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Response to Review no. 174

I was delighted to read Paula Bartley’s flattering review of Sex, Gender and Social Change in Britain since 1880, which is the kind of review historians dream about. It would be lazy, though true, to say that my choices as to what went in and what didn’t were affected by the length limitations of the format for the textbook series – my editor did very kindly grant me a 20,000 word extension, but there was still much that I couldn’t cover. So I shall address a few of the points she raises.

Firstly, I should like to dissociate myself from any claims that ‘the Victorian female was a hot little number’! I was using this as a blanket characterisation of a certain trend among some historians of the Victorian era (far be it from me to imply that they are necessarily all males with crinoline and corset fetishes…) to argue against the stock repressive Victorian image by over-exaggerating in the opposite direction. (I defy any female to be a hot little number with the repressed unsensual anxious creature who was only too many Victorian males). Goodness knows it seems impossible to get rid of the ‘repressed Victorians’ stereotype – every few years someone produces a ‘radical’ new piece of popular history to argue that, hey, they were quite the converse, serious swingers and kinksters having huge numbers of orgasms. My position is that ‘Victorian sexuality’ like ‘woman’, is too often the subject of huge and meaningless generalisations.

While I hope that my account was informed by recent theoretical developments, I am rather cautious about the ways in which theory can be used by the historian. If none of us comes to the evidence that survives completely free of preconceptions and assumptions, I have come across too many instances where theory has been deployed as a box into which to cram the evidence, rather than as a analytical tool to assist in understanding it. Also, I have come across instances of developed theoretical arguments which rest on a shaky, at best, knowledge of contingent facts (e.g. the grounds upon which divorce could be granted, 1857-1923 or the precise legal position of birth control).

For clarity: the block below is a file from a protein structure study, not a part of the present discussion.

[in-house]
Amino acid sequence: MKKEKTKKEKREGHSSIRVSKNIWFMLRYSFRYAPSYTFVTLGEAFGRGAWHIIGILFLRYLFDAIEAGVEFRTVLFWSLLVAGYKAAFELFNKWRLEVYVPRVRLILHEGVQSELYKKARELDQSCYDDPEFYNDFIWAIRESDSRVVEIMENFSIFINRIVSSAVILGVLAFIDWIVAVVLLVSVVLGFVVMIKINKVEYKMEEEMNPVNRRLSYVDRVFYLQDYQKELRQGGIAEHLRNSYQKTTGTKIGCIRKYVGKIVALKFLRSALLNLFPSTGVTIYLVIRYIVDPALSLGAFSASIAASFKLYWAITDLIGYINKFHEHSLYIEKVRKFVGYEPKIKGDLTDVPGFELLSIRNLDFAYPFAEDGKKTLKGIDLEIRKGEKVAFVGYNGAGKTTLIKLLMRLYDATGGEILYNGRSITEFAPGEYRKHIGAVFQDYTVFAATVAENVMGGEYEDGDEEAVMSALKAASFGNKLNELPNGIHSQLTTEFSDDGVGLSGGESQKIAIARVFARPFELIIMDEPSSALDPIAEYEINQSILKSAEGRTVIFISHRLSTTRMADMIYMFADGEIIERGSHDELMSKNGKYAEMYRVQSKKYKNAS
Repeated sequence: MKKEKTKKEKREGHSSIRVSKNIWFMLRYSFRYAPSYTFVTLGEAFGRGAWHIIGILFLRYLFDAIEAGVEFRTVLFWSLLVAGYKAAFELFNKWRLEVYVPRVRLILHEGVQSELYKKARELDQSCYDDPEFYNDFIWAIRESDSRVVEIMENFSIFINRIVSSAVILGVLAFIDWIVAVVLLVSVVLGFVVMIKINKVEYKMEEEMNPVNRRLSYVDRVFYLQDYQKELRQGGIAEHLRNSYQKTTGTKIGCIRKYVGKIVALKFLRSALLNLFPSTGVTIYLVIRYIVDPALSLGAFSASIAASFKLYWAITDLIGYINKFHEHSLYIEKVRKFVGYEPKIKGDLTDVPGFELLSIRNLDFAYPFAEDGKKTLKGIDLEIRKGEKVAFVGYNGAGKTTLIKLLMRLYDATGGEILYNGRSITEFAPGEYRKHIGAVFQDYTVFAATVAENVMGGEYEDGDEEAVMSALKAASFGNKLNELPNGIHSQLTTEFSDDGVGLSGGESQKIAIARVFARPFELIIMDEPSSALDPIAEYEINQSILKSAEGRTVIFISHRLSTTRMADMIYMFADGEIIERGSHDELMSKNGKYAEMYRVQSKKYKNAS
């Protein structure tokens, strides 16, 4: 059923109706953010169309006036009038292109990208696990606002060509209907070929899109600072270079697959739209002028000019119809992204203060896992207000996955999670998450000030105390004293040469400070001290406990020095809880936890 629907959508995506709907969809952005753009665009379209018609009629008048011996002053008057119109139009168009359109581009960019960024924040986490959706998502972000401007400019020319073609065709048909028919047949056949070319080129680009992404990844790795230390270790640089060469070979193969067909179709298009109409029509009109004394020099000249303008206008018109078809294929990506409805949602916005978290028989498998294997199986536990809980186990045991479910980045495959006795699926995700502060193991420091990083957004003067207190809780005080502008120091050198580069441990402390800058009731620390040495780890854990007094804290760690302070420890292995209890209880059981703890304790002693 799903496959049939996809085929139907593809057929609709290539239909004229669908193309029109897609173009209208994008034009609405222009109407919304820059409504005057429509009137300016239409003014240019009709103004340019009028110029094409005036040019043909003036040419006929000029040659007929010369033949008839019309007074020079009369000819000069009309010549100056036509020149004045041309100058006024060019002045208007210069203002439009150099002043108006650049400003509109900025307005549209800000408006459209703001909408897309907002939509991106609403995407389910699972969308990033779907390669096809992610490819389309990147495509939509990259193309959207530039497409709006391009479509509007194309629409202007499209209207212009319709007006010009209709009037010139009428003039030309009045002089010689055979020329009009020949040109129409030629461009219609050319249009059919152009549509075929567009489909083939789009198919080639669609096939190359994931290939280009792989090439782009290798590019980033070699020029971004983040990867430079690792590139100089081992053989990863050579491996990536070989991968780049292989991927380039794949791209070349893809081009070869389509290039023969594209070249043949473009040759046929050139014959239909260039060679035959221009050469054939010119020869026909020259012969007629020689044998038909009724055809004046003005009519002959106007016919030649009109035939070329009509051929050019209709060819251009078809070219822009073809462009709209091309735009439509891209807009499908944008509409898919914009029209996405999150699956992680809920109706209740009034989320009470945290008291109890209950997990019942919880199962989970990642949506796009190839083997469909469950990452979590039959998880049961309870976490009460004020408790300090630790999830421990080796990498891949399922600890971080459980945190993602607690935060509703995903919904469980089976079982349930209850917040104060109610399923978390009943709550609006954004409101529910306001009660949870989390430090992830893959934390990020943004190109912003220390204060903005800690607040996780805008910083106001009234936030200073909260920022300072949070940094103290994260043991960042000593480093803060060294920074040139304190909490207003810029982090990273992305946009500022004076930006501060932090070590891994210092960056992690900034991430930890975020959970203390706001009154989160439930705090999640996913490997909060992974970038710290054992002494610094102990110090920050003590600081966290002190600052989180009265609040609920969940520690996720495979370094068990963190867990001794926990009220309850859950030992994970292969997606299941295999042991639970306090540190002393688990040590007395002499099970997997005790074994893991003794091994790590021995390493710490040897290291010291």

I concur that the chronological organisation sometimes works against coherent narratives of the history of different topics. However, in many cases, these topics didn’t have a coherent narrative – it was a case of stop-start, flurry of moral panic followed by a slump into neglect, ebb and flow of concern, which occurred over and over again across a wide range of sex and gender issues. Using E. M. Forster’s characterisation of the development of narrative form in Aspects of the Novel, many of these stories follow the simplest ‘And then… and then… and then’ pattern and never rise to the complexity of development and causation which defines ‘plot’ as opposed to mere ‘story’. This appears to have been particularly acute in the case of sex education, one of my current research projects. Cyril Bibby, Special Advisor on Sex Education to the Central Council of Health Education, was expressing ebullient optimism in 1946 at the apparent surge of interest in and enthusiasm for sex education on the part of both teachers and parents, an optimism that in retrospect seemed to him ill-founded and deceptive. It was not that there was furious opposition: the subject was simply ignored and neglected, or given the most minimalist of attention within the school curriculum.

In the instance of abortion, which Paula Bartley mentions, I perhaps did not make clear enough the extent to which the Bourne judgement of 1938 foreclosed the more radical agenda being promoted by the Abortion Law Reform Association. It satisfied most of the requirements of the sympathisers among the medical profession by inscribing in case-law the medic’s right to employ his or her clinical judgement ‘in good faith’ to perform an abortion. In spite of the ongoing efforts of ALRA and its supporters throughout the 1950s (which should not be underestimated as a factor in keeping the movement alive), it was the thalidomide scandal, combined with the dissatisfaction of articulate middle-class married women with the reliability of the contraceptive methods available to them, which reignited the struggle in the 1960s.